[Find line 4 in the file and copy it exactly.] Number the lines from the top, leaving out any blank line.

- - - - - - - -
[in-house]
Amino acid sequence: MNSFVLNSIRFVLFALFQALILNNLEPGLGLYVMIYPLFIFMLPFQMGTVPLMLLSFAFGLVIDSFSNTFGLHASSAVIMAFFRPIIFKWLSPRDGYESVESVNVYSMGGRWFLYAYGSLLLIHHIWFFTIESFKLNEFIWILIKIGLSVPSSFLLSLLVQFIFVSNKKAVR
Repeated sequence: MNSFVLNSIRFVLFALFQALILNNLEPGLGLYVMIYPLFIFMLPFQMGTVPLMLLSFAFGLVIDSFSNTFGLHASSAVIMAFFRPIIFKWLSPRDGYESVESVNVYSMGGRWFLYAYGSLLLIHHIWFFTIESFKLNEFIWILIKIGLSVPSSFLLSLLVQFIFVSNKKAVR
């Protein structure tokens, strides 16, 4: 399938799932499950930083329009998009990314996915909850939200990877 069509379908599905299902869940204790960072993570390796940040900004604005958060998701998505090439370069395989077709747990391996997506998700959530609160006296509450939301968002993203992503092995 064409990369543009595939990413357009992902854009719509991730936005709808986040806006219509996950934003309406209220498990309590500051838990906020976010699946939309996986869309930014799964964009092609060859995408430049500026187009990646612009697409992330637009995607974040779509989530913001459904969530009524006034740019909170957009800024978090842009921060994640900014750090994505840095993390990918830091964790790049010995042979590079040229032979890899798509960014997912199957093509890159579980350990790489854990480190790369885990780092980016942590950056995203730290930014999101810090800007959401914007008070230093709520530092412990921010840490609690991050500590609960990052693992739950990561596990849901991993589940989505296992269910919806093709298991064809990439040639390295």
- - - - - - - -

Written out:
């Protein structure tokens, strides 16, 4: 399938799932499950930083329009998009990314996915909850939200990877 069509379908599905299902869940204790960072993570390796940040900004604005958060998701998505090439370069395989077709747990391996997506998700959530609160006296509450939301968002993203992503092995 064409990369543009595939990413357009992902854009719509991730936005709808986040806006219509996950934003309406209220498990309590500051838990906020976010699946939309996986869309930014799964964009092609060859995408430049500026187009990646612009697409992330637009995607974040779509989530913001459904969530009524006034740019909170957009800024978090842009921060994640900014750090994505840095993390990918830091964790790049010995042979590079040229032979890899798509960014997912199957093509890159579980350990790489854990480190790369885990780092980016942590950056995203730290930014999101810090800007959401914007008070230093709520530092412990921010840490609690991050500590609960990052693992739950990561596990849901991993589940989505296992269910919806093709298991064809990439040639390295």